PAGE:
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I have the following code

public class Container<T> {
    private T element;
    private T[] tarray;

    public T getElement() {
        return element;
    }

    public void setElement(T element) {
        this.element = element;
    }

    public void add(T element) {
        tarray[0] = element;
    }

    public void CreateArray(int size) {
        //Can this be cleaned up better?
        tarray = (T[]) new Object[size];
    }

    public T get() {
        return tarray[0];
    }

    public Container(T someElement) {
        this.element = someElement;
    }

    public Container() {
    }

    public static void main(String[] args) {
        Container<String> myContaier1 = new Container<String>();
        myContaier1.setElement("Hello");
        myContaier1.CreateArray(1);
        myContaier1.add("GoodBye");
        System.out.println(myContaier1.get());
    }
}

Is there no way to initialize a type safe generic array?

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1  
Duplicate of stackoverflow.com/questions/529085/… –  Aubin Feb 11 '13 at 20:18
    
It's effectively Object[] (just as well all standard containers like ArrayList), so threat it like one. –  bestsss Feb 11 '13 at 20:30

5 Answers 5

up vote 5 down vote accepted

There is no way unless you provide a reified T in the form of an actual Class<T> object that represents a specific value of T. This is because the array type is reified, whereas the Generic type isn't.

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1  
Interestig word "reified". What does that mean? Is this a special Generics vocabulary? –  AlexWien Feb 11 '13 at 20:17
    
@AlexWien It's a general term that also applies to the discussion about Generics. It means the runtime can observe it, as opposed to only the compiler. It means you can refer to it, pass it as an argument, have a method return it, store it in a variable, etc. –  Marko Topolnik Feb 11 '13 at 20:18

There are two problems here:

First of all, the actual type of your array will always be Object[]. You cast it to T[], but this works only because T[] erases to Object[]. If your class definition said, for example, <T extends Number>, then (T[])new Object[] would fail with a ClassCastException.

You could get around this by passing Class<T> to the constructor of your collection and keeping it in a field:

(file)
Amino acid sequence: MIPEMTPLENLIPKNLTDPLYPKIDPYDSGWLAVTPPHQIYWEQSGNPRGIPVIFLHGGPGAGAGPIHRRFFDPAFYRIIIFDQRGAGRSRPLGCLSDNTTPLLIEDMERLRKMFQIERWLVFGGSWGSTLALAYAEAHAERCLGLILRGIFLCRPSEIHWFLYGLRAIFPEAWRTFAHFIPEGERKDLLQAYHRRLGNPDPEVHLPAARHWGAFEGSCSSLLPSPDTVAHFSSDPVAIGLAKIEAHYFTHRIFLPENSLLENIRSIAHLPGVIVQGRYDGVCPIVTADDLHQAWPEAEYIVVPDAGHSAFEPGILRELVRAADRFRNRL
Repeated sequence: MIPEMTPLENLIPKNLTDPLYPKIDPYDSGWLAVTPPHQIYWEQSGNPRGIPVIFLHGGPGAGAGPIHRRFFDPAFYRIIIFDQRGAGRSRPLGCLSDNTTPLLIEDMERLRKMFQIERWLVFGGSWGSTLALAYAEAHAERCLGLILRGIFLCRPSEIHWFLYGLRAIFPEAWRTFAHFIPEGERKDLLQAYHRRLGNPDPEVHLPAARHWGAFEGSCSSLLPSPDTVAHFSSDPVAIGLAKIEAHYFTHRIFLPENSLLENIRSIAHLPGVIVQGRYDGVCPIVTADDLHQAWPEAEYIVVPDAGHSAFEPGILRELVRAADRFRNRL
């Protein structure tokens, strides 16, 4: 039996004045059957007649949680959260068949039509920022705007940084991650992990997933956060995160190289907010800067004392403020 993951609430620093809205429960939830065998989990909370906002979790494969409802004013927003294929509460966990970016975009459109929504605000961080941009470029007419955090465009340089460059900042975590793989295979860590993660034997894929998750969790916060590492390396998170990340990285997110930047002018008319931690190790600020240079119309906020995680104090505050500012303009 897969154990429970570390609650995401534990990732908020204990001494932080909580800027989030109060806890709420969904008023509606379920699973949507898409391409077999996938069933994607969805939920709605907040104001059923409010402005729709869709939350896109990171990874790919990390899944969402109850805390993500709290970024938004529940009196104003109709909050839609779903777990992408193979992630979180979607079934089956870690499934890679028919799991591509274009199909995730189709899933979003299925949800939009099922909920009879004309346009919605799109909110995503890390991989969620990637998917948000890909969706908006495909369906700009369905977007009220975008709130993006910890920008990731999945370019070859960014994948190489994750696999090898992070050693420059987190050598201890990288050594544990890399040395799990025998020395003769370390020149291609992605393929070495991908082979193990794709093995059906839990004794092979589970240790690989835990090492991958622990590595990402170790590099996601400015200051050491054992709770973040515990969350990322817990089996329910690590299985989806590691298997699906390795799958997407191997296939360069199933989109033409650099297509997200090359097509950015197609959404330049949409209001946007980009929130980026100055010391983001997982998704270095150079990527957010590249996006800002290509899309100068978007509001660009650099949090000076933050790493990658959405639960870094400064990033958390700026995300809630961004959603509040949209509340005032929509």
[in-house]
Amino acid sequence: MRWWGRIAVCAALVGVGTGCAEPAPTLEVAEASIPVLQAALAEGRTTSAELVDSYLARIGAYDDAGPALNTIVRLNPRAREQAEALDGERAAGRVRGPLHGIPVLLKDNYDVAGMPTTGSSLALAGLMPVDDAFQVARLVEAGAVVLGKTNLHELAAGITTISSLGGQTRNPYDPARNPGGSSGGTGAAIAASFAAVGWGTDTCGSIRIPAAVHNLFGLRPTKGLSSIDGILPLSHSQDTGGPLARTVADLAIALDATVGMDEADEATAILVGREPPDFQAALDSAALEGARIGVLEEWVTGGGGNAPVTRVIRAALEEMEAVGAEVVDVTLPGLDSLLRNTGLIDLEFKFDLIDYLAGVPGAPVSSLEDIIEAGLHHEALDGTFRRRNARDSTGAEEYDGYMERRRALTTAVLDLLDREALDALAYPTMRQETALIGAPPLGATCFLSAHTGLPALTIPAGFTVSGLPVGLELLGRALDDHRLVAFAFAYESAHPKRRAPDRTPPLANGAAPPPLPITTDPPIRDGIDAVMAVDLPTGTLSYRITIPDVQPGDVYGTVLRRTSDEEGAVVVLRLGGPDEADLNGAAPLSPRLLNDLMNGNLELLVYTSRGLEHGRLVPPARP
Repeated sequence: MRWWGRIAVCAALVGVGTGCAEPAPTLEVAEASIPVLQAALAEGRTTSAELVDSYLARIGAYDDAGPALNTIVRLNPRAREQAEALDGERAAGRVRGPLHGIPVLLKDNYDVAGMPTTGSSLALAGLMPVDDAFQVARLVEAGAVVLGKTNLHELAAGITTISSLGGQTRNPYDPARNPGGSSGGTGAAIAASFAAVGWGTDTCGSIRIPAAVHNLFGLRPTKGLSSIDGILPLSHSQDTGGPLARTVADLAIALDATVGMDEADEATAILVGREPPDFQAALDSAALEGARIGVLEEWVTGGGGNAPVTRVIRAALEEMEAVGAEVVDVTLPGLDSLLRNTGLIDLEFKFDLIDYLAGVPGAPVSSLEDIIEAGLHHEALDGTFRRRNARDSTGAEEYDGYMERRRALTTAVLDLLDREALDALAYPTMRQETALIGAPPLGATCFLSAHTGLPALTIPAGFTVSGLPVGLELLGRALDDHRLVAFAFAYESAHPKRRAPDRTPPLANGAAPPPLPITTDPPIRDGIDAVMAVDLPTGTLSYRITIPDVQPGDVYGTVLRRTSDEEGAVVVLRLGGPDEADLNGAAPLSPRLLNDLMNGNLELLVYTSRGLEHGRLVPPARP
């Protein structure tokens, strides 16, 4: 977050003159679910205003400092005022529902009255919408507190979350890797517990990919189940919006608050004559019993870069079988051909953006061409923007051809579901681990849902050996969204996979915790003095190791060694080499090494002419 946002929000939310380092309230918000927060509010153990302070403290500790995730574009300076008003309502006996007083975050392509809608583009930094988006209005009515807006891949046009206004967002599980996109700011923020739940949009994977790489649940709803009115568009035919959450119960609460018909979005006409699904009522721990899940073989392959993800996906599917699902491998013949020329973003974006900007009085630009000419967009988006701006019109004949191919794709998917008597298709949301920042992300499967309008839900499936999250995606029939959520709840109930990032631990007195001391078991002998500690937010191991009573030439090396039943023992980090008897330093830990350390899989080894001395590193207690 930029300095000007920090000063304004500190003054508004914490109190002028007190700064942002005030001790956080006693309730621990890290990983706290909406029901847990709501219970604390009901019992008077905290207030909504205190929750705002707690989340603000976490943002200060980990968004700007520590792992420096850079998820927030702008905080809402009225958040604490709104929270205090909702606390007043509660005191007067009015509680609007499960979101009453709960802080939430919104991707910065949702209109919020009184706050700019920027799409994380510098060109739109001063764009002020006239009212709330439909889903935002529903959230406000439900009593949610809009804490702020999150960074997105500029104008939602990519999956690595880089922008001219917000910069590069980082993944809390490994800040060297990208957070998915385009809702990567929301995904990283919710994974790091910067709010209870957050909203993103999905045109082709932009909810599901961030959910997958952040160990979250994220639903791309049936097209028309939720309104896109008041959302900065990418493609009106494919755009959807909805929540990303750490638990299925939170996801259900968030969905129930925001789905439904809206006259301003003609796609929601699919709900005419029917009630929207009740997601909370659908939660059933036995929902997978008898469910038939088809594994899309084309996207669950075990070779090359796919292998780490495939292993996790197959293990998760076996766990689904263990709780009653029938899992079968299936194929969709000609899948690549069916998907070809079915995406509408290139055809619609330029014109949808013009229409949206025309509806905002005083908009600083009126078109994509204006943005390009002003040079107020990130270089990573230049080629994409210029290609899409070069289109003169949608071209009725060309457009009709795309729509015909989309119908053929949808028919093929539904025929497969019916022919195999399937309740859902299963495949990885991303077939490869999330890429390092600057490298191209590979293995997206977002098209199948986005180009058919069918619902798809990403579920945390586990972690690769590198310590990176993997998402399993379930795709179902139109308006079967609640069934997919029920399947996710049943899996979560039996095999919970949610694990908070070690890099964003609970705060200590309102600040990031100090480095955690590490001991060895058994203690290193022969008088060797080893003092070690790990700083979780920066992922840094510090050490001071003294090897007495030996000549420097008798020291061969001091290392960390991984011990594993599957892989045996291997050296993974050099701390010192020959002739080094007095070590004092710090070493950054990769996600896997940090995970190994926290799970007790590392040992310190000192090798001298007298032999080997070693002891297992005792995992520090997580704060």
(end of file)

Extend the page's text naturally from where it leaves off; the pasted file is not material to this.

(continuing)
private Class<T> componentClass;
...
tarray = (T[]) Array.newInstance(componentClass, size);

Now the actual in-memory type of tarray is T[], but you still get an unchecked cast error. Even though you have the component class, as far as I know there is no equivalent of Class.cast() for doing a checked cast of an array instance.

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"If your class definition said, for example, <T extends Number>, then (T[])new Object[] would fail with a ClassCastException." Right, but then in that case, it would be (T[])new Number[]. Basically, whatever T[] gets erased to. –  newacct Feb 12 '13 at 2:27

You can do private T[] tarray;, But you cannot assign it to (T[]) new Object[size];. How can an array of Object be same an array of any other class. T is not even there after compilation. It is called type erasure. E.g if you do

List<Person> persons = new ArrayList<Person>();

It becomes List persons = new ArrayList() after compilation.

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2  
There is nothing wrong with a field of private T[] tarray; –  newacct Feb 12 '13 at 2:26
    
@newacct The answer is updated –  fastcodejava Feb 13 '13 at 17:44
    
what do you mean "cannot assign". What do you think will happen if you assign (T[]) new Object[size]; to tarray? –  newacct Dec 20 '13 at 10:25

It is similar to ask "Is there a way to initialize a generic object: new T()?"

Of course it is impossible, as the compiler does not know what the type is of it.

Array is the same, its type relies on its elements. If the type of its elements is unknown, the type of itself is unknown.

Those classes which can take generic types like List, Set, Map, etc. are different. They have their own classes as types and they are dynamic, so you can initialize one like new ArrayList<T>().


You can try on this:

public class Test {
    public static void main (String args[]) {
        int[] i = new int[3];
        short[] s = new short[4];
    ArrayList<String> a = new ArrayList<String>();

        System.out.println(i.getClass().getName());
        System.out.println(s.getClass().getName());
        System.out.println(args.getClass().getName());
        System.out.println(a.getClass().getName());
    }
}

You will see the types of elements are already combined with the arrays, while not combined with ArrayList.

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There are way to do this on the JVM, but to do something like this in Java would require writing a lot of boiler plate code. In Scala, you can use Manifests to get around type erasure, and can instantiate generic arrays without casting.

An example:

class Container[T : Manifest]() { 
  def createArray(size:Int) = Array.ofDim[T](size) 
}

scala> val f = new Container[String]
f: Container[String] = Container@12f3aa66

scala> f.createArray(5)
res7: Array[String] = Array(null, null, null, null, null)

Scala code compiles to the same bytecode class files as Java (implying that this should be possible in Java if you jumped through enough hoops and maybe wrote your own manifests). Scala classes can be imported into Java projects... though I'm not sure how hard it is to instantiate a class like this from Java.

If you often find yourself wanting to be able to handle more complicated type situations, have a look at Scala, you might like it.

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